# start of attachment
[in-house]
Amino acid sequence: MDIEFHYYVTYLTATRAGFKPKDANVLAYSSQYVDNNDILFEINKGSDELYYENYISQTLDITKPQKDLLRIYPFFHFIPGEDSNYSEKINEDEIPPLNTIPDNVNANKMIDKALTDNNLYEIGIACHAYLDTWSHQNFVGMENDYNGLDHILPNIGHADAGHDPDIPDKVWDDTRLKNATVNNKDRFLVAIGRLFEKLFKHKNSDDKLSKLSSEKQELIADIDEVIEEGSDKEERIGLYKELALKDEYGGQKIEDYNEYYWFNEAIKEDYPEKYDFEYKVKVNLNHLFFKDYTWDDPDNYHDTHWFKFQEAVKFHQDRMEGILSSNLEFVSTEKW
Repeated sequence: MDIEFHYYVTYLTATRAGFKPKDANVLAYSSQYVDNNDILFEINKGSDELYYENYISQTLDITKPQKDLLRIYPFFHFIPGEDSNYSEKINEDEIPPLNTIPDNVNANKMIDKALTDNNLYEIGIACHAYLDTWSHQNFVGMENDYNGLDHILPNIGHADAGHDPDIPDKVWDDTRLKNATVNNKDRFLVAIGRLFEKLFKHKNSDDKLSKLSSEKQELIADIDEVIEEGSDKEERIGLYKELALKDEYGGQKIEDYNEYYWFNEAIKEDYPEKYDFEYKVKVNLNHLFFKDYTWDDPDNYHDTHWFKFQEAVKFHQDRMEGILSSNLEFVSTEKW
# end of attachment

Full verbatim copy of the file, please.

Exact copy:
[in-house]
Amino acid sequence: MDIEFHYYVTYLTATRAGFKPKDANVLAYSSQYVDNNDILFEINKGSDELYYENYISQTLDITKPQKDLLRIYPFFHFIPGEDSNYSEKINEDEIPPLNTIPDNVNANKMIDKALTDNNLYEIGIACHAYLDTWSHQNFVGMENDYNGLDHILPNIGHADAGHDPDIPDKVWDDTRLKNATVNNKDRFLVAIGRLFEKLFKHKNSDDKLSKLSSEKQELIADIDEVIEEGSDKEERIGLYKELALKDEYGGQKIEDYNEYYWFNEAIKEDYPEKYDFEYKVKVNLNHLFFKDYTWDDPDNYHDTHWFKFQEAVKFHQDRMEGILSSNLEFVSTEKW
Repeated sequence: MDIEFHYYVTYLTATRAGFKPKDANVLAYSSQYVDNNDILFEINKGSDELYYENYISQTLDITKPQKDLLRIYPFFHFIPGEDSNYSEKINEDEIPPLNTIPDNVNANKMIDKALTDNNLYEIGIACHAYLDTWSHQNFVGMENDYNGLDHILPNIGHADAGHDPDIPDKVWDDTRLKNATVNNKDRFLVAIGRLFEKLFKHKNSDDKLSKLSSEKQELIADIDEVIEEGSDKEERIGLYKELALKDEYGGQKIEDYNEYYWFNEAIKEDYPEKYDFEYKVKVNLNHLFFKDYTWDDPDNYHDTHWFKFQEAVKFHQDRMEGILSSNLEFVSTEKW